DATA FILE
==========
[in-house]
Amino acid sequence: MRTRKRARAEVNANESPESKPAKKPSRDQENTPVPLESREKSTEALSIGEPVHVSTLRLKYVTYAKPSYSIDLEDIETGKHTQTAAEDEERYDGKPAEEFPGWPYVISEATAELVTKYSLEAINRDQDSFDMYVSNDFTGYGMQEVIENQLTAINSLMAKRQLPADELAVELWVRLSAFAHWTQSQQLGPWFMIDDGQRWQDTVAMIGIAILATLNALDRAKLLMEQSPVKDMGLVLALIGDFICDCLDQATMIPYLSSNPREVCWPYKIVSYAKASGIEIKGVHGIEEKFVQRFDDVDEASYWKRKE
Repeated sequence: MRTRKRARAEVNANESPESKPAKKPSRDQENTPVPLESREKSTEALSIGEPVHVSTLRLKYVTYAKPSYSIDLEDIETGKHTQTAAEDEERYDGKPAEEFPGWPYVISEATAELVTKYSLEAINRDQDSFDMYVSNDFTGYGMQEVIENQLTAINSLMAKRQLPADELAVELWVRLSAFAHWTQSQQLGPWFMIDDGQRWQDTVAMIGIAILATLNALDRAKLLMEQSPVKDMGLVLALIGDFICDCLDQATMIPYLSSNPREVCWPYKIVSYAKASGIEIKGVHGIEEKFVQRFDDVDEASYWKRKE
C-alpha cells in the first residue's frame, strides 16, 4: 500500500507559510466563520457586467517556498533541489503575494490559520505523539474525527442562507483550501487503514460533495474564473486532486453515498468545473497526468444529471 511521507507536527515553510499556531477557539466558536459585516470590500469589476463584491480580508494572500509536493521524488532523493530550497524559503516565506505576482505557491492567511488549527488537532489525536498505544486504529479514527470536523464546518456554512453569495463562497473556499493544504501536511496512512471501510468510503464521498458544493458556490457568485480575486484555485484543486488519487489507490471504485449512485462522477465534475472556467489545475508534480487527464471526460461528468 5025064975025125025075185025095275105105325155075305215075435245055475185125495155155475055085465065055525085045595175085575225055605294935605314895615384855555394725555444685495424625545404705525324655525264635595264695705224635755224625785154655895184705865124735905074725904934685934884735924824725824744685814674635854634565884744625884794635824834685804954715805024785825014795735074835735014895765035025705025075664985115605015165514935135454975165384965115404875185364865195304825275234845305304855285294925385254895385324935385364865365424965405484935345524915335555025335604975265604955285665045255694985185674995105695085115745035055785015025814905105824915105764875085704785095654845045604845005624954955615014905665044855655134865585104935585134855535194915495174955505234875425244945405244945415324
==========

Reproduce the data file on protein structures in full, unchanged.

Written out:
[in-house]
Amino acid sequence: MRTRKRARAEVNANESPESKPAKKPSRDQENTPVPLESREKSTEALSIGEPVHVSTLRLKYVTYAKPSYSIDLEDIETGKHTQTAAEDEERYDGKPAEEFPGWPYVISEATAELVTKYSLEAINRDQDSFDMYVSNDFTGYGMQEVIENQLTAINSLMAKRQLPADELAVELWVRLSAFAHWTQSQQLGPWFMIDDGQRWQDTVAMIGIAILATLNALDRAKLLMEQSPVKDMGLVLALIGDFICDCLDQATMIPYLSSNPREVCWPYKIVSYAKASGIEIKGVHGIEEKFVQRFDDVDEASYWKRKE
Repeated sequence: MRTRKRARAEVNANESPESKPAKKPSRDQENTPVPLESREKSTEALSIGEPVHVSTLRLKYVTYAKPSYSIDLEDIETGKHTQTAAEDEERYDGKPAEEFPGWPYVISEATAELVTKYSLEAINRDQDSFDMYVSNDFTGYGMQEVIENQLTAINSLMAKRQLPADELAVELWVRLSAFAHWTQSQQLGPWFMIDDGQRWQDTVAMIGIAILATLNALDRAKLLMEQSPVKDMGLVLALIGDFICDCLDQATMIPYLSSNPREVCWPYKIVSYAKASGIEIKGVHGIEEKFVQRFDDVDEASYWKRKE
C-alpha cells in the first residue's frame, strides 16, 4: 500500500507559510466563520457586467517556498533541489503575494490559520505523539474525527442562507483550501487503514460533495474564473486532486453515498468545473497526468444529471 511521507507536527515553510499556531477557539466558536459585516470590500469589476463584491480580508494572500509536493521524488532523493530550497524559503516565506505576482505557491492567511488549527488537532489525536498505544486504529479514527470536523464546518456554512453569495463562497473556499493544504501536511496512512471501510468510503464521498458544493458556490457568485480575486484555485484543486488519487489507490471504485449512485462522477465534475472556467489545475508534480487527464471526460461528468 5025064975025125025075185025095275105105325155075305215075435245055475185125495155155475055085465065055525085045595175085575225055605294935605314895615384855555394725555444685495424625545404705525324655525264635595264695705224635755224625785154655895184705865124735905074725904934685934884735924824725824744685814674635854634565884744625884794635824834685804954715805024785825014795735074835735014895765035025705025075664985115605015165514935135454975165384965115404875185364865195304825275234845305304855285294925385254895385324935385364865365424965405484935345524915335555025335604975265604955285665045255694985185674995105695085115745035055785015025814905105824915105764875085704785095654845045604845005624954955615014905665044855655134865585104935585134855535194915495174955505234875425244945405244945415324